Wildlife & Biodiversity

Lethal guinea pig test scrapped by Bureau of Indian Standards

The old test, in which the animals bled to death, has been replaced by a new one that incorporates a polymerase chain reaction

By DTE Staff
Published: Wednesday 03 February 2021

The Bureau of Indian Standards’ animal husbandry, feeds and equipment subcommittee February 2, 2021 replaced a cruel test on guinea pigs used for detecting and identifying pathogenic organisms, according to a press statement by animal rights group, PETA India.

The test was used to identify pathogens that make feed unfit for animal consumption when present. The subcommittee oversees animal husbandry, feed and equipment.

The standard Methods of Tests for Animal Feeds and Feeding Stuffs, Part 3: Microbiological Methods has instead been approved by the Food and Agriculture Division Council that is under the Union Ministry of Consumer Affairs, Food and Public Distribution.

 “The new methods incorporated in this standard are based on Polymerase Chain Reaction, which are not only very precise and sensitive but also preclude the use of guinea pigs for laboratory testing,” the foreword to the published revised standard has stated.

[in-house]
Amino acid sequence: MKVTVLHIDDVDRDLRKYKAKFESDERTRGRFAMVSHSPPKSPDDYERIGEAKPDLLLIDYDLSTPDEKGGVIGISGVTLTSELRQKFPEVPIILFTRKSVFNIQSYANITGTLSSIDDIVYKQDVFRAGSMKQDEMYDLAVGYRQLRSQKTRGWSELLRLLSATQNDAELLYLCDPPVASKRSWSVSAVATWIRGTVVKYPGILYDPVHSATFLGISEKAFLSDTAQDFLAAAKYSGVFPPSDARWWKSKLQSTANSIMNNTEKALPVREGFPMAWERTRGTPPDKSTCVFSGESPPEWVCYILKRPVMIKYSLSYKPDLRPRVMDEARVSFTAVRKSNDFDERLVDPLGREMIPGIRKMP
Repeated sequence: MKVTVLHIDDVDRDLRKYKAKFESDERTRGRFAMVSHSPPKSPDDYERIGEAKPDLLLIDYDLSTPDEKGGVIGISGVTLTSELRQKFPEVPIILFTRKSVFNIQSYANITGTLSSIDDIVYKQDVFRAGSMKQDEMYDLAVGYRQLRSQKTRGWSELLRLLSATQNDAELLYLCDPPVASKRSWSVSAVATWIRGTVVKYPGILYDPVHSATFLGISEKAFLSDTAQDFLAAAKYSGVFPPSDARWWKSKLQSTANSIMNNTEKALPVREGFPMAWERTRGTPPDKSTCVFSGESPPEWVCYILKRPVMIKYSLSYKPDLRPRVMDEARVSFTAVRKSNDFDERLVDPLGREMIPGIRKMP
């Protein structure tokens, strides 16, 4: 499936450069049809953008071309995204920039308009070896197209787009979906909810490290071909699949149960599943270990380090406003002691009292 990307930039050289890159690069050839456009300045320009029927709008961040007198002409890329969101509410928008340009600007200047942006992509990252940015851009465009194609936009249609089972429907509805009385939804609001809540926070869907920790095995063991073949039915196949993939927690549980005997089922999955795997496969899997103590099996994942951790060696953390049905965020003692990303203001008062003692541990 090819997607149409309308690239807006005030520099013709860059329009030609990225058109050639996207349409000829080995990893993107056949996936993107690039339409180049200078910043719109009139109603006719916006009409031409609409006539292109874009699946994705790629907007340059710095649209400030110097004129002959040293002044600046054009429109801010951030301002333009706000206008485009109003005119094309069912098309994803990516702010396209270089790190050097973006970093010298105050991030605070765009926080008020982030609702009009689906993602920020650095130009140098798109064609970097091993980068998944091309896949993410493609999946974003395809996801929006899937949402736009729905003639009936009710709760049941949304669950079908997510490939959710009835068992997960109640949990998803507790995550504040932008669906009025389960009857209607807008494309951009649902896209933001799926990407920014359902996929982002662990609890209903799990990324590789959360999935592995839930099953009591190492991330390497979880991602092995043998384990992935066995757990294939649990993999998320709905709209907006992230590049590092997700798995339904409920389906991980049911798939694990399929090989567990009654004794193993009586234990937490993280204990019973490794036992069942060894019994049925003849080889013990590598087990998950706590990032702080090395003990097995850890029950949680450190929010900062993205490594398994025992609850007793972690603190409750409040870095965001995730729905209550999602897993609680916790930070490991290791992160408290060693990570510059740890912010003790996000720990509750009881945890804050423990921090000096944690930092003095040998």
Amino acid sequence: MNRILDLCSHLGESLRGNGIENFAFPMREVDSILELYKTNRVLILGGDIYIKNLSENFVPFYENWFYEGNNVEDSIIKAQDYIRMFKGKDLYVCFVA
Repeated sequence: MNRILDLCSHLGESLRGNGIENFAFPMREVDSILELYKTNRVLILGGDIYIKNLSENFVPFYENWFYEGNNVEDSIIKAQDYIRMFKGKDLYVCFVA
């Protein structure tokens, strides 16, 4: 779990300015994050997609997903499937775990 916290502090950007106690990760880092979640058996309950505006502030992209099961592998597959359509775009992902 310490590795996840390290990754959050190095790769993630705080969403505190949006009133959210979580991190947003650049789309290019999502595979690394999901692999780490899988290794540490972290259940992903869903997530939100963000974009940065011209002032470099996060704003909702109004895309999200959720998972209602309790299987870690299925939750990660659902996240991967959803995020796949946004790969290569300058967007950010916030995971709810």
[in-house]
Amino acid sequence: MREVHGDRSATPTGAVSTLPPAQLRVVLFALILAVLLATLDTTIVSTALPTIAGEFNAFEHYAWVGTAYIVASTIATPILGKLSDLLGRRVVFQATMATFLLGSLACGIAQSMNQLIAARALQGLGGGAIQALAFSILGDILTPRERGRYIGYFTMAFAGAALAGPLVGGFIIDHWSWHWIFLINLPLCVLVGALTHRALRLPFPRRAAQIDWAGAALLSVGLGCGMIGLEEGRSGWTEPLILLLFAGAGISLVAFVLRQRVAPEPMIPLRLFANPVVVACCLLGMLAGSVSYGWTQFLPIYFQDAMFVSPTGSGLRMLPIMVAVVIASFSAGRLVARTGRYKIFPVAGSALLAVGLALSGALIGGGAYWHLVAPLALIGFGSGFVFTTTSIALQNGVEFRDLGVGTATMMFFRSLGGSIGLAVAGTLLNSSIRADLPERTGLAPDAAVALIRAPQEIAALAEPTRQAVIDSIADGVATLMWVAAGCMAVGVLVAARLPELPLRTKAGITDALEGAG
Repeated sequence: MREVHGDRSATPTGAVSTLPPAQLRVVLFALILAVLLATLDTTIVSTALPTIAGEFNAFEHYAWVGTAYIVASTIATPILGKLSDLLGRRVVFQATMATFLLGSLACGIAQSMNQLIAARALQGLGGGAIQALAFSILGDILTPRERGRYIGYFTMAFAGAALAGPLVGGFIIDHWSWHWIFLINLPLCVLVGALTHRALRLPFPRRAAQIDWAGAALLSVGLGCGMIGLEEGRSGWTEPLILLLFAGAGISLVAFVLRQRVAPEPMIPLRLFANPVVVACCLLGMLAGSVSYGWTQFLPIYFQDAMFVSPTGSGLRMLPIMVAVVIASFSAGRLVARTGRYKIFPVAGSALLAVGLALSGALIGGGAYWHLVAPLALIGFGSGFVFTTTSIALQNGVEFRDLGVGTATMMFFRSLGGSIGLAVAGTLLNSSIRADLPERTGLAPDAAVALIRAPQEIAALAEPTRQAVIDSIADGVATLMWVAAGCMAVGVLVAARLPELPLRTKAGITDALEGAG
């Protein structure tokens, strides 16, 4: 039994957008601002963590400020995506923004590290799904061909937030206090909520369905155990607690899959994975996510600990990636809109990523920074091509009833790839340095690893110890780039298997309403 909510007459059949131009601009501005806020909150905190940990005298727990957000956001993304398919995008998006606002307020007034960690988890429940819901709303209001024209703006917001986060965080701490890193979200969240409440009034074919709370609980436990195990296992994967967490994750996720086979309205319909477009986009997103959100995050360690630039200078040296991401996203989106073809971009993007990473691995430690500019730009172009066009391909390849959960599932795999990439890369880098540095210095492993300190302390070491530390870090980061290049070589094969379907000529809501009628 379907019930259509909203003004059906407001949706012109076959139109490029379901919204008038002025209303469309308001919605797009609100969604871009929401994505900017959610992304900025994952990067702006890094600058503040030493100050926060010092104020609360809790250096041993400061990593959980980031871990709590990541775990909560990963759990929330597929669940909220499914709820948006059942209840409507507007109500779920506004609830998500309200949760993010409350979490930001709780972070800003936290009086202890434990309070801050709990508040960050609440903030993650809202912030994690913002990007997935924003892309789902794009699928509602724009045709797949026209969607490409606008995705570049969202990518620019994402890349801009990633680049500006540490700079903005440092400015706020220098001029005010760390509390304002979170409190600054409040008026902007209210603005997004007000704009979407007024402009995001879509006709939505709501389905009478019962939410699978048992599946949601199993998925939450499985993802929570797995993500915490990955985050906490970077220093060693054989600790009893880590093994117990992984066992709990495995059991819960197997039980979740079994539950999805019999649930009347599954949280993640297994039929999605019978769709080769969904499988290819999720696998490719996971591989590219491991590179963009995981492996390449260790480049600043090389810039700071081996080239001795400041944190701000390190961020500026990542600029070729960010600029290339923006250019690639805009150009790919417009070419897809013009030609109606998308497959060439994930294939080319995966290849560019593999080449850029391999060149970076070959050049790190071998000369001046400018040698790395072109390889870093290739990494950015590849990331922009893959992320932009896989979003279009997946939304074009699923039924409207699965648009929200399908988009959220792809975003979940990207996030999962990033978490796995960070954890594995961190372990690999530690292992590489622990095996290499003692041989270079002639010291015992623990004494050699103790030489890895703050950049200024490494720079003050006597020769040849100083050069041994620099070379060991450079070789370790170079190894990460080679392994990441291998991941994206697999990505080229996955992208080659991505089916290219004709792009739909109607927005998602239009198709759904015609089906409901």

The old test involved injecting guinea pigs with a feed sample. If the bacterium Bacillus anthracis or its spores that cause anthrax were present, the animals endured a slow, agonising death

Anthrax is a life-threatening disease that can spread from animals to humans.

The deaths of the infected guinea pigs died took as long as 48 hours. They bled internally and their internal organs, such as the spleen, liver, and stomach, became filled with blood and fluids.  

“This progressive move will spare countless gentle guinea pigs excruciatingly painful and terrifying deaths caused by being injected with pathogens,” PETA India Science Policy Adviser Dipti M Kapoor was quoted as saying in the statement.

“We laud the national standards body for embracing this science-backed change and we look forward to working with it to replace all animal tests with superior, non-animal research methods in the Indian Standards,” Kapoor added.

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